Southampton is probably the biggest British city you’ve never been to. The home of Craig David and the Spitfire is trying to change that as it embarks on an ambitious plan to modernise – with new buildings, shops, hotels, waterfront access and cultural offerings.
The centrepiece is a revamped Guildhall Square. On one side of the square sits the strangely named but hotly anticipated new £15m arts complex called Studio 144. It’s actually two buildings facing each other – one containing a new home for the John Hansard Gallery of contemporary art and the other housing Nuffield Southampton Theatres (NST). From the outside, the buildings resemble a branch of Next. But rather than socks, they’re bringing art, film and theatre (and some pride) into the centre of the city.
To celebrate its May opening, John Hansard Gallery will present works by German artist Gerhard Richter, and NST will present a range of new shows, everything from comedian Robin Ince to the female-focused play Women In Power.
“It’s porous, it’s about us being open to the public,” says Woodrow Kernohan, director of the gallery, as he points to the large windows that, unusually, will open onto the street and let people look right at the art. This is, they hope, the latest south coast art hub, joining galleries and artists’ communes in Southend, Margate, Folkestone and Hastings.
“With the Studio 144 buildings in place, the acclaimed NST and John Hansard Gallery – as well as much loved film organisation City Eye – now have a base from which to properly reach out into the city and beyond,” says James Gough, director of Southampton Cultural Development Trust.
The architecture at Studio 144 is a mixed bag. Flats are stacked on top of the gallery, while the theatre is jacked up above chain restaurants like Nandos and Costa. Partly this lack of coherence is due to the lengthy gestation period of the project – a saga involving developers coming and going, council leadership changing and two architects sharing responsibility for the design.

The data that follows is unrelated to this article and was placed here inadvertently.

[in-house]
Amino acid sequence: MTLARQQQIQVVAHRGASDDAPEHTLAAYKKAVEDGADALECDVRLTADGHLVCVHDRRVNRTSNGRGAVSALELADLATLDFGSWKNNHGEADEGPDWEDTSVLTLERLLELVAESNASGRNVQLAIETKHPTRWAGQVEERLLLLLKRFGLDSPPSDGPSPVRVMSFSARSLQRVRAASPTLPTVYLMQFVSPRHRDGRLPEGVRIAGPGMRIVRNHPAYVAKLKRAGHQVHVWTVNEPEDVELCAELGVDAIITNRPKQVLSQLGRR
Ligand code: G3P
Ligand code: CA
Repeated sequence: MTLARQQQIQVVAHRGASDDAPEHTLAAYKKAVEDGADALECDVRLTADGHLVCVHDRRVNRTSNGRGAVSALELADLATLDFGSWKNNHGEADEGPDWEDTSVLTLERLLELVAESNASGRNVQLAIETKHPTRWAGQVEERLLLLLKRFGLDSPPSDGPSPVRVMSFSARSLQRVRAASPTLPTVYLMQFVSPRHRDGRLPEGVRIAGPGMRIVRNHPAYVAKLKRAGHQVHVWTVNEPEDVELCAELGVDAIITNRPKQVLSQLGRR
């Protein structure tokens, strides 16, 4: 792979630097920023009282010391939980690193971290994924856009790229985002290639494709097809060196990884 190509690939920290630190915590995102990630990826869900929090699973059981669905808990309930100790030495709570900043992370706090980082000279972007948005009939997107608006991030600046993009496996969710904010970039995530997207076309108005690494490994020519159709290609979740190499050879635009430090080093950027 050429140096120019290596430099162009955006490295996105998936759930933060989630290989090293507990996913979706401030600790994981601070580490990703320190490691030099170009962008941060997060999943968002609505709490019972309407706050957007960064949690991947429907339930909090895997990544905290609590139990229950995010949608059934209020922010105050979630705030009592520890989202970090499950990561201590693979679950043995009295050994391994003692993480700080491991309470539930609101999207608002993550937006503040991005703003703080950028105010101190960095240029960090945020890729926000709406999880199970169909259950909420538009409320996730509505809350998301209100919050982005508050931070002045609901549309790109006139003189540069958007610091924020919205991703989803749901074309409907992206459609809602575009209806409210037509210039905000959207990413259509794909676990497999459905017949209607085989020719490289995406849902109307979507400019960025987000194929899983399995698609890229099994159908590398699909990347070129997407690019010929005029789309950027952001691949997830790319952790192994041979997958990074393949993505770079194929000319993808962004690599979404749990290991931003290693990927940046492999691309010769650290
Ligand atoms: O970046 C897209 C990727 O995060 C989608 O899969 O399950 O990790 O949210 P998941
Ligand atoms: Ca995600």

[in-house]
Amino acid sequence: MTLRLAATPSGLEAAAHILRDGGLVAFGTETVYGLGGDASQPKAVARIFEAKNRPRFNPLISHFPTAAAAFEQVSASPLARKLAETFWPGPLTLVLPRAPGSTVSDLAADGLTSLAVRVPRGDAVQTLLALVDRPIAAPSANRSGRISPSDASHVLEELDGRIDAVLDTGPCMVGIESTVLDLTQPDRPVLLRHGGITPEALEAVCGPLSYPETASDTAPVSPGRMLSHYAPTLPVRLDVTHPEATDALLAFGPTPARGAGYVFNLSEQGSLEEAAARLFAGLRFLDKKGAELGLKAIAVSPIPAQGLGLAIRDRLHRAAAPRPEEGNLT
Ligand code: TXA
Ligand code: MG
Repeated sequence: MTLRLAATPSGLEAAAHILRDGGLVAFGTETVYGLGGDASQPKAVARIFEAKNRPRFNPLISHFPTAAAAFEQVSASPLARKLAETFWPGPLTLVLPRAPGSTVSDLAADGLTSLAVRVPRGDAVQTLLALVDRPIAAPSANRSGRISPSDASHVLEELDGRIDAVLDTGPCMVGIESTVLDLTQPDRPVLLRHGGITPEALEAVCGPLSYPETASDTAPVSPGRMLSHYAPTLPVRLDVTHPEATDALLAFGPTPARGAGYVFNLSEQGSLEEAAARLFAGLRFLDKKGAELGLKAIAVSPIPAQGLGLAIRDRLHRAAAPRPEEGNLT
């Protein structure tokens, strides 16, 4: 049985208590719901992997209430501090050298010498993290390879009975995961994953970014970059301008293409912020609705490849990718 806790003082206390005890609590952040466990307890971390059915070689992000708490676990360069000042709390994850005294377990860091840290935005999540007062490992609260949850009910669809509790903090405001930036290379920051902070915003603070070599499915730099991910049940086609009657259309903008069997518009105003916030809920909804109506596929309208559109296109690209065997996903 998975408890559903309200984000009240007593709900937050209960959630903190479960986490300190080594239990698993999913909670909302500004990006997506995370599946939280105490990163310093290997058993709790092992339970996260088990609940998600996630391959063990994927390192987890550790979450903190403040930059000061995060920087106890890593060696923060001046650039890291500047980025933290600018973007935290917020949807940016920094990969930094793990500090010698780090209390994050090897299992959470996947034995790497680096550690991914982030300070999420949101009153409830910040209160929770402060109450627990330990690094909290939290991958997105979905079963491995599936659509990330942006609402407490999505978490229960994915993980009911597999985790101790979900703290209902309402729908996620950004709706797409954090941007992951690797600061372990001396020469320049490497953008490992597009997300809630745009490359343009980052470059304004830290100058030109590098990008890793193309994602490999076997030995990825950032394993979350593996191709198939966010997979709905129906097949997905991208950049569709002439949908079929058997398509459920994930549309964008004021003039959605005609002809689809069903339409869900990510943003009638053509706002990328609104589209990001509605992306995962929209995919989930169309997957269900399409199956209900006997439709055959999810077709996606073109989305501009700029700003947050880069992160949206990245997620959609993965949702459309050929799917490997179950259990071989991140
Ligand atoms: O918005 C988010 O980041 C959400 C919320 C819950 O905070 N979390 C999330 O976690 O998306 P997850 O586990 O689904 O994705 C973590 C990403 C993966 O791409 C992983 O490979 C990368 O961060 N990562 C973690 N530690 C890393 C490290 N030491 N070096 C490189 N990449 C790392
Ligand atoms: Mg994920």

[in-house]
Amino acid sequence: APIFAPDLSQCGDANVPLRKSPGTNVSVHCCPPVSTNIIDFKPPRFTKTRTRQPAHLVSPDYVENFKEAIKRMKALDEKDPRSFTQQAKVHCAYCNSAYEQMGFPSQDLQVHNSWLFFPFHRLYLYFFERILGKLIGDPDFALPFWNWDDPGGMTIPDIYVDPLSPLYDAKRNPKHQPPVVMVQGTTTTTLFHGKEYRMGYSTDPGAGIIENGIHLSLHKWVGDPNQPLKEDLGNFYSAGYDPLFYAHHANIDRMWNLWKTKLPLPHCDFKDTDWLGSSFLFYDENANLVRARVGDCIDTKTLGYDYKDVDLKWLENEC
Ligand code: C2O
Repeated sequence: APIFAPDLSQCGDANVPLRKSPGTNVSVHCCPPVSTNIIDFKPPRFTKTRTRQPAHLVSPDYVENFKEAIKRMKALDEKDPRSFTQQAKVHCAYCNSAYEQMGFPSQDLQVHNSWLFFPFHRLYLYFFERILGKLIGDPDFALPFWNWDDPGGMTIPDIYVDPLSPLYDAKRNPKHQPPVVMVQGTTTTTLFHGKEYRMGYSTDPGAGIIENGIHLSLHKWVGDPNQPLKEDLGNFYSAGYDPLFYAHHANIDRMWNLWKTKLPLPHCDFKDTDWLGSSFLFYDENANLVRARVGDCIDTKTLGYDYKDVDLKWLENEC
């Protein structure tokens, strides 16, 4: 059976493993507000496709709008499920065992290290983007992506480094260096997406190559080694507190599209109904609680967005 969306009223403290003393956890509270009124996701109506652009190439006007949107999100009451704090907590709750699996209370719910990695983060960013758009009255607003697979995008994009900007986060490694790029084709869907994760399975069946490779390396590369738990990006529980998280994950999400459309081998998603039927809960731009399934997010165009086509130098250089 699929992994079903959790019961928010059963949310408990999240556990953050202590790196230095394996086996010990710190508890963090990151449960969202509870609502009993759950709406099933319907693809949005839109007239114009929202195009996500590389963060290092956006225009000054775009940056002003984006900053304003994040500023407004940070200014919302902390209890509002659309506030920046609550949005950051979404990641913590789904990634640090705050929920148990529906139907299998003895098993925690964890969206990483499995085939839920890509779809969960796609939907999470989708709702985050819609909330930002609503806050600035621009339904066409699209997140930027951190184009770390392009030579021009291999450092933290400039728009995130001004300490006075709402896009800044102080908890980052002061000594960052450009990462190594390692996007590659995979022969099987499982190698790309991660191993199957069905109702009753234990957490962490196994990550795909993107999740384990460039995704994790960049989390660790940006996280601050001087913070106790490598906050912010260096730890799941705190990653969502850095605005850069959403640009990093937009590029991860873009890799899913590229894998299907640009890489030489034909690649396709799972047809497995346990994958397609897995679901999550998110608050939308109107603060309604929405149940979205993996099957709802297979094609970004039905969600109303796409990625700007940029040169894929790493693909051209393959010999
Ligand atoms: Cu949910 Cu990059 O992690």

Nevertheless the fact that it’s here at all shows willing. Mike Harris, service director for growth at the city council, says: “We see culture as a fundamental part of a successful city. It’s a signal that we’re bold and ambitious.”
In his book Museum Without Walls, writer Jonathan Meades, who grew up nearby, calls Southampton “morbidly affecting, dark, rain-slicked, tough, scary”. The city has problems with deprivation, and needs to make sure it looks after its locals while also seeking cash from rich developers and attracting tourists. The council says it has pumped £15m into improving the Thornhill Council Estate, for example.
But Southampton is also trying to remake itself and remove its image as a place of dock cranes and big box shops. The Westquay shopping centre has been extended to include more restaurants and the Red Funnel ferry terminal (which takes you to the Isle of Wight) will be moved to accommodate new waterside shopping, eating and gambling. More overnight options are popping up. The 85-bedroom, five-star Harbour Hotel, a branch of the growing boutique chain which now has 14 hotels along the south coast, opened in October 2017 near Ocean Village. Moxy – Marriott’s youth brand – will open next spring, in a coup for the city.
Southampton is a transport city and its Solent Sky Museum tells the story of the flying boats that used to depart when the Solent was the Heathrow of its day. The SeaCity Museum tells you everything about the Titanic (and other ocean liners) you could wish to know and has an exhibition about Southampton FC opening at the end of March.
In the midst of the city’s building boom it’s important to realise what it already has. Bitter local rival Portsmouth tore down its incomparable 1960s Tricorn Centre in 2004 to howls of anguish from heritage campaigners, but Southampton’s best building is still standing – the Grade II-listed council housing at Wyndham Court. It’s a brutalist behemoth as grand as any ocean liner, and it’d be the star of a thousand Instagram feeds if it was in London.
Southampton’s transport links are well known: 1.7 million cruise passengers leave from the port every year, new rail franchisee South Western Railway is promising station improvements plus 90 new trains by 2020, while Southampton’s small airport terminal is one of the closest to its railway stations of any airport.
But while the city might be desperate to rebrand itself, it’s still got plenty of grit – for now.
Southampton is easily accessible by train and coach from around the UK.
The Harbour Hotel has doubles from £122, room only.
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